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Everything is wireless

When I was a kid, we had an example of the very latest high technology electronics in our kitchen: a transistor radio. This amazing device was light and portable, ran for ages on a set of batteries and would come to life instantly when switched on, offering a choice of sources of entertainment from around the world. I seem to recall that it used an incredible seven transistors to achieve this feat. The 1960s was a time when anything seemed possible.

My grandmother, on the other hand, did not have any time for such new-fangled gadgets, which she [quite rightly] thought sounded tinny and were not conducive to relaxed listening. She enjoyed the radio and, in the corner of her kitchen, was her pride an joy: 1940s technology at its best – her “wireless”. It is interesting to reflect that now, nearly 50 years on, we are still using this term …

The meaning of the word “wireless” is clearly “without wires”. This is odd, as there was never a widely used wired entertainment system that the wireless radio receiver replaced. Nowadays, we actually use the term more accurately to describe devices that replace hitherto tethered equipment. It is amazing to see how ubiquitous such technology has become, which can be illustrated by looking at what is to be found in my immediate surroundings as I write:

  • The keyboard and mouse are wirelessly connected to the computer [unknown radio technology].
  • The computer uses WiFi to connect to the router.
  • My iPad uses WiFi too.
  • My cellphone is GSM, but that also has WiFi.
  • There is a DECT cordless phone system.
  • I have a Sonos audio system – the boxes talk to one another wirelessly [unknown radio technology].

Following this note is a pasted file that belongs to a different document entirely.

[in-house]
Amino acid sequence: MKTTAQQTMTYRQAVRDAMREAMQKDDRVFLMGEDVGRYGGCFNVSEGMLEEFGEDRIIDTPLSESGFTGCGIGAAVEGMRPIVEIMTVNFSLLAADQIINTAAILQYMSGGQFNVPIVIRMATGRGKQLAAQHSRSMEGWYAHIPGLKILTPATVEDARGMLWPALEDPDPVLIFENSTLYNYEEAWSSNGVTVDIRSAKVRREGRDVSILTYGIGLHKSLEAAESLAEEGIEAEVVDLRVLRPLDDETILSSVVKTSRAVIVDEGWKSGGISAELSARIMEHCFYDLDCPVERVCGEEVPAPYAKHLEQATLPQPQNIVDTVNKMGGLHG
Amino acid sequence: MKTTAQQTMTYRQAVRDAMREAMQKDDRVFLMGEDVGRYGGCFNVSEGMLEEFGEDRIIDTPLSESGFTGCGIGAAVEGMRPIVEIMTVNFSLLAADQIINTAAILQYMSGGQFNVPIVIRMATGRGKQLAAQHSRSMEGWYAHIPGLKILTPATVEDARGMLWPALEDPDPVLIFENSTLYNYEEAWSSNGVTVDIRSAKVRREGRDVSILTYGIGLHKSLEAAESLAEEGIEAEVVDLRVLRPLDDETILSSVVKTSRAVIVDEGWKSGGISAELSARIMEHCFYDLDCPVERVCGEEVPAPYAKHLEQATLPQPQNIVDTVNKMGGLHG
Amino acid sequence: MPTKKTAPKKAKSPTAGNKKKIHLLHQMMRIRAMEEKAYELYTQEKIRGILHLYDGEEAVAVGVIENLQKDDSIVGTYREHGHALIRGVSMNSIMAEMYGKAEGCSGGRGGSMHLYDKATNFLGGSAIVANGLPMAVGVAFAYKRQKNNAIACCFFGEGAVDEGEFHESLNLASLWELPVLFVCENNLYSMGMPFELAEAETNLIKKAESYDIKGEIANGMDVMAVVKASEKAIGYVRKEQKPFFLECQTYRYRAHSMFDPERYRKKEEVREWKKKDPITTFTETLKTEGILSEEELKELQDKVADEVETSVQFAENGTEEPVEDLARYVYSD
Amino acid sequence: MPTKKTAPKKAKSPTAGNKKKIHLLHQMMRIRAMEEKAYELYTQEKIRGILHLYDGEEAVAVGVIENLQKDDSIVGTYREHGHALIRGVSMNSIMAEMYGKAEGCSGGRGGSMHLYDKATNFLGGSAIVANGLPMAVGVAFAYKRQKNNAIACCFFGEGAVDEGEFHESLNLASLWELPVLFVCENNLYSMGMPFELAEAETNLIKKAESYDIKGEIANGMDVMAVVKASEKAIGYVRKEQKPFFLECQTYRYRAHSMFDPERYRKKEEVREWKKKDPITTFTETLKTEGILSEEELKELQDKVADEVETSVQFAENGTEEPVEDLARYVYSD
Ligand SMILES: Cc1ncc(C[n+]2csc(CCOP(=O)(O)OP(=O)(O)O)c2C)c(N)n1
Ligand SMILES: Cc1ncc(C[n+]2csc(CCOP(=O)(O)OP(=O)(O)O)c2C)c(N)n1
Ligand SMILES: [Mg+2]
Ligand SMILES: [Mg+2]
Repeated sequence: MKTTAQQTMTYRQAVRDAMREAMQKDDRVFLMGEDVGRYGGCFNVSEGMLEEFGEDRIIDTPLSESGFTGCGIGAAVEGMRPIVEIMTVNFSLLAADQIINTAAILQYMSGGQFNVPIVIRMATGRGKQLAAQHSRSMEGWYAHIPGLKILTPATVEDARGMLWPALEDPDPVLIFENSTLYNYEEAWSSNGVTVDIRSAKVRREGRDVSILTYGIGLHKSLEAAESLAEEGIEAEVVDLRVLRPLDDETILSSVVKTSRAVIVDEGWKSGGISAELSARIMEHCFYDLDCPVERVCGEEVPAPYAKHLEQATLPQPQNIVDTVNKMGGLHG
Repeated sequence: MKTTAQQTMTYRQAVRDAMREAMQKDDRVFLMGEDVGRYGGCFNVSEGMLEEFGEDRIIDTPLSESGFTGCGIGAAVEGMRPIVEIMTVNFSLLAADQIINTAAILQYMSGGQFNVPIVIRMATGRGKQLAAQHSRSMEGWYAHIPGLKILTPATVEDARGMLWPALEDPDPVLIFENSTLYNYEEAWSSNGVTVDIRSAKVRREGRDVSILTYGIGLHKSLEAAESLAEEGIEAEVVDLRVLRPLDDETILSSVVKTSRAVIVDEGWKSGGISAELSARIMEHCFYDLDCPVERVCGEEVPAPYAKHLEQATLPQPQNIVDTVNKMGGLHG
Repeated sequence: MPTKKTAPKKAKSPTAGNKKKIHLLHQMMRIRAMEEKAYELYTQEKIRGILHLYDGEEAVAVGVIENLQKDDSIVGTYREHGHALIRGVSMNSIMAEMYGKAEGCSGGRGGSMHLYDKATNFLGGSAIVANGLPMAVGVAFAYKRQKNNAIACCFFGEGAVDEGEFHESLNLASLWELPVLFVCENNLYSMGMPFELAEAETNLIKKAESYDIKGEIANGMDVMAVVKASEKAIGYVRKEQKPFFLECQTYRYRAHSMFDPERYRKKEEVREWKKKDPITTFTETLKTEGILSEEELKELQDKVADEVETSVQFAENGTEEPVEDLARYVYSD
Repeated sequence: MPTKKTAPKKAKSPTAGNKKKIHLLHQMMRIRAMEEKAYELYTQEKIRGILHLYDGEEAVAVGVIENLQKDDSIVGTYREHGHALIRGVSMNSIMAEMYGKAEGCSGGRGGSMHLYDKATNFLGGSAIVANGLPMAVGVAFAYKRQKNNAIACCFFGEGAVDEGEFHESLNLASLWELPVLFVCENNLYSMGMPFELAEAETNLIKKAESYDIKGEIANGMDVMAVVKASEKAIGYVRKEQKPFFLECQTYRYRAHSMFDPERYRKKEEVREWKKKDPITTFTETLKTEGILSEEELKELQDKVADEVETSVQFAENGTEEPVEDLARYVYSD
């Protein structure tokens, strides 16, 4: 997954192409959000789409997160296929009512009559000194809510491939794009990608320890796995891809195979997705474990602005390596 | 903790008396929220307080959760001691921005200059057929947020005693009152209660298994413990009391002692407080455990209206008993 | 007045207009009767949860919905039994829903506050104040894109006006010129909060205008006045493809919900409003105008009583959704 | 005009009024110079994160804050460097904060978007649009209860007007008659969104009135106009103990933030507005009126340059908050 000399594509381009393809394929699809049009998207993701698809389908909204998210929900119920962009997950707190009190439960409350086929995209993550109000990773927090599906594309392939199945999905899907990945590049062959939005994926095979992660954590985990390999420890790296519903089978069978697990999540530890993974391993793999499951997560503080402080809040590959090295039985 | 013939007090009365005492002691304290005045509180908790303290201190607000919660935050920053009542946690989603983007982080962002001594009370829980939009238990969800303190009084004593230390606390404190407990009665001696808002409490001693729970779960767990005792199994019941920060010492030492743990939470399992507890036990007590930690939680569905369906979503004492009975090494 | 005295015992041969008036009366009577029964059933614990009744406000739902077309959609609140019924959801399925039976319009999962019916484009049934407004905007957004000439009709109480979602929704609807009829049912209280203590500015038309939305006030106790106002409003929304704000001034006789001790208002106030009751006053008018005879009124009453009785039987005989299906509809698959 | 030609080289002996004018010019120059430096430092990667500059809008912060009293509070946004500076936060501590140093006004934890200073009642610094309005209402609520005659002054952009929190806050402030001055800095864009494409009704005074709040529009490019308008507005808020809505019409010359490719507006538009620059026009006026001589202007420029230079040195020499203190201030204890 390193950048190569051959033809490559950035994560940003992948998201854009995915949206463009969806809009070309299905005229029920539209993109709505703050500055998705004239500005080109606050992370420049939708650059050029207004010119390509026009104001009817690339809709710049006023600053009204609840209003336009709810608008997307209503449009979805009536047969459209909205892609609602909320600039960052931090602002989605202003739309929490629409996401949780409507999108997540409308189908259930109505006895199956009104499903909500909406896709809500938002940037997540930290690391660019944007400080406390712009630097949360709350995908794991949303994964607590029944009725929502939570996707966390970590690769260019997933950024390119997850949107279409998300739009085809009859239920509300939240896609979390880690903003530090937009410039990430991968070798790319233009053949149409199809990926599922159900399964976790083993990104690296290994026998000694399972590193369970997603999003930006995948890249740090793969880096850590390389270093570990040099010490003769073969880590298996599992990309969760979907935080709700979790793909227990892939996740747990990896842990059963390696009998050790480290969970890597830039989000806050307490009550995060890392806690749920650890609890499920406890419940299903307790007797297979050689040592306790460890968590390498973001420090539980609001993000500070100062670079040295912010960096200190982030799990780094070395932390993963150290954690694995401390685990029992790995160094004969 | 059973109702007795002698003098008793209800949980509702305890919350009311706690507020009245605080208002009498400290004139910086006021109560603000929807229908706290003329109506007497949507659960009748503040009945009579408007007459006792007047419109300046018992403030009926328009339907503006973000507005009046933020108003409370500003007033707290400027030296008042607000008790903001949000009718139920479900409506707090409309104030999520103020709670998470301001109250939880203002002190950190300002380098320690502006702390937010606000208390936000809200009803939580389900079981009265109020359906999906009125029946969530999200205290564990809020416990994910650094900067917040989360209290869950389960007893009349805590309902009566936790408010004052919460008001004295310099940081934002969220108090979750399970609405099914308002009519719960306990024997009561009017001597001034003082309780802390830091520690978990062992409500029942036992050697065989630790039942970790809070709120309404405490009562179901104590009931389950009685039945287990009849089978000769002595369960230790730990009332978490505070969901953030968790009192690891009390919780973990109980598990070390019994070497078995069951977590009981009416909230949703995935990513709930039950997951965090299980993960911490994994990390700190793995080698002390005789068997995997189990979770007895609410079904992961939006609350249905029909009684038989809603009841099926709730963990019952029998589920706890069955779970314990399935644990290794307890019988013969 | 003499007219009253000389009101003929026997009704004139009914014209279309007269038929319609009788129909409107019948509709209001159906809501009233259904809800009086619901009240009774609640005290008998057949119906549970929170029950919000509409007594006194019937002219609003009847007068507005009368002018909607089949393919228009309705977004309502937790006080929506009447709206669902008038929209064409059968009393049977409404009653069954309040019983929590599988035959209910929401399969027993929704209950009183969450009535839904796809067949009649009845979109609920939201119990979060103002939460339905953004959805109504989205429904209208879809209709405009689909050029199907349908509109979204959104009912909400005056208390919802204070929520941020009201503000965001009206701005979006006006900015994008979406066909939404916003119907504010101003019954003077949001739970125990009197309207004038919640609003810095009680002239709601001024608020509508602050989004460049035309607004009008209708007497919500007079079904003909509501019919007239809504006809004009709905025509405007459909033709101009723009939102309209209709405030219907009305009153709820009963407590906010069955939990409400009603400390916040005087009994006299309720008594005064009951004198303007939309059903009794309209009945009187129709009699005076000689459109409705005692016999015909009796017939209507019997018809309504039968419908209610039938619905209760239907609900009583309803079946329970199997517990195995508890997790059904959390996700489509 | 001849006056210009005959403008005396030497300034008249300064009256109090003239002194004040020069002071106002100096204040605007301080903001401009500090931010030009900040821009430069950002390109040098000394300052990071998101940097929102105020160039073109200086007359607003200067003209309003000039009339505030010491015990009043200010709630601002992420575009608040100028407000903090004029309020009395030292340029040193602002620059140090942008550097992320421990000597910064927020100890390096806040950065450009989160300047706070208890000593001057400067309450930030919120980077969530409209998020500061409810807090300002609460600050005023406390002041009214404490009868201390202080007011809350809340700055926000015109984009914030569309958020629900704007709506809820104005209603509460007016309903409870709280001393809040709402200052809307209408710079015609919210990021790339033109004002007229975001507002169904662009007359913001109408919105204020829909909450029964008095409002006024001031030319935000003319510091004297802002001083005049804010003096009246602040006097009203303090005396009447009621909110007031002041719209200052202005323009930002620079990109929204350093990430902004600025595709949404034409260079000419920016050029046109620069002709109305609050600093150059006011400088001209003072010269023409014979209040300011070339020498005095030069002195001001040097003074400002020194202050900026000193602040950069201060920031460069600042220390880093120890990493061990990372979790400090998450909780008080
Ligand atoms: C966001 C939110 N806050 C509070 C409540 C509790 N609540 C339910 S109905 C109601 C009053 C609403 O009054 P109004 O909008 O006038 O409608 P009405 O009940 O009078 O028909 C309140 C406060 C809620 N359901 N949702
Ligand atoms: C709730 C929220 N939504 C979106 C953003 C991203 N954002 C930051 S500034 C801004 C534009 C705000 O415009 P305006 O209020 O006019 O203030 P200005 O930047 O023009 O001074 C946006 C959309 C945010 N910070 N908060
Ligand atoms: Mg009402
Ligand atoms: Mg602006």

On my desk is the base station for a FitBit [not mine, of course – it has gone off to work with its owner], which is plaintively calling wirelessly to receive updated data [unknown radio technology].

So, I am swamped in radio waves. Surprisingly, I do not use Bluetooth, which is a wireless technology that many people would name straight away. This reflection made me wonder what the overall picture is of wireless technologies being used in embedded designs.

So, I took a look at the UBM Electronics Embedded Market Study for 2011. This suggested that nearly 40% of designs are including some wireless technology. Of the technologies used, WiFi is dominant, with Bluetooth coming in second, followed by cellular and Zigbee. My feeling is that cellular is used almost exclusively by cellphone handsets and infrastructure and is obviously intrinsic to their operation, which makes their use of wireless less interesting. I guess this means that about a third of other embedded devices now have some wireless capability, which sounds about right to me.

I am curious about what “unknown” wireless technologies are employed by some of my devices listed above. I would be interested in any insights by email or comment.

iPad, Bluetooth, Wi-Fi, Zigbee

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About Colin Walls Follow on Twitter

Colin WallsI have over twenty-five years experience in the electronics industry, largely dedicated to embedded software. A frequent presenter at conferences and seminars and author of numerous technical articles and two books on embedded software, I am a member of the marketing team of the Mentor Graphics Embedded Systems Division, and am based in the UK. Away from work, I have a wide range of interests including photography and trying to point my two daughters in the right direction in life. Learn more about Colin, including his go-to karaoke song and the best parts of being British: http://go.mentor.com/3_acv Visit The Colin Walls Blog

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